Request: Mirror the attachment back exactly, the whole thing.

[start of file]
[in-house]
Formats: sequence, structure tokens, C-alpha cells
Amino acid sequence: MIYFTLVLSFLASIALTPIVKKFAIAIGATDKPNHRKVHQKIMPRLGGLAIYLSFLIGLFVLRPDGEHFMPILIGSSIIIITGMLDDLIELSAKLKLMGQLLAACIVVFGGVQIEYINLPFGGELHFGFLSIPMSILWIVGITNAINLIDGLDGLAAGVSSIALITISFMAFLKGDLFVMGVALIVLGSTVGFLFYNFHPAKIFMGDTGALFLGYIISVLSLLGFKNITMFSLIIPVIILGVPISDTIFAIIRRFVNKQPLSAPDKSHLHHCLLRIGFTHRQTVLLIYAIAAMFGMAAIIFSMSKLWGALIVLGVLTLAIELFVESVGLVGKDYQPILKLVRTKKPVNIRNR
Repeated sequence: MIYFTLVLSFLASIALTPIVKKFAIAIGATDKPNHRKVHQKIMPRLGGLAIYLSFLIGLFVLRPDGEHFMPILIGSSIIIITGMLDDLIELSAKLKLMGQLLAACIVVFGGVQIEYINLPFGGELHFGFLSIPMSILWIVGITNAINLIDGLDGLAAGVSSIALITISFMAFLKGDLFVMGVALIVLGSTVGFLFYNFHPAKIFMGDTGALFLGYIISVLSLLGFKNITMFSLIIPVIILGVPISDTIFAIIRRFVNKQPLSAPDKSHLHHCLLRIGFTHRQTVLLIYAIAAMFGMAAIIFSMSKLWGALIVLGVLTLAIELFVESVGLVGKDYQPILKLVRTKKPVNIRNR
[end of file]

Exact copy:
[in-house]
Formats: sequence, structure tokens, C-alpha cells
Amino acid sequence: MIYFTLVLSFLASIALTPIVKKFAIAIGATDKPNHRKVHQKIMPRLGGLAIYLSFLIGLFVLRPDGEHFMPILIGSSIIIITGMLDDLIELSAKLKLMGQLLAACIVVFGGVQIEYINLPFGGELHFGFLSIPMSILWIVGITNAINLIDGLDGLAAGVSSIALITISFMAFLKGDLFVMGVALIVLGSTVGFLFYNFHPAKIFMGDTGALFLGYIISVLSLLGFKNITMFSLIIPVIILGVPISDTIFAIIRRFVNKQPLSAPDKSHLHHCLLRIGFTHRQTVLLIYAIAAMFGMAAIIFSMSKLWGALIVLGVLTLAIELFVESVGLVGKDYQPILKLVRTKKPVNIRNR
Repeated sequence: MIYFTLVLSFLASIALTPIVKKFAIAIGATDKPNHRKVHQKIMPRLGGLAIYLSFLIGLFVLRPDGEHFMPILIGSSIIIITGMLDDLIELSAKLKLMGQLLAACIVVFGGVQIEYINLPFGGELHFGFLSIPMSILWIVGITNAINLIDGLDGLAAGVSSIALITISFMAFLKGDLFVMGVALIVLGSTVGFLFYNFHPAKIFMGDTGALFLGYIISVLSLLGFKNITMFSLIIPVIILGVPISDTIFAIIRRFVNKQPLSAPDKSHLHHCLLRIGFTHRQTVLLIYAIAAMFGMAAIIFSMSKLWGALIVLGVLTLAIELFVESVGLVGKDYQPILKLVRTKKPVNIRNR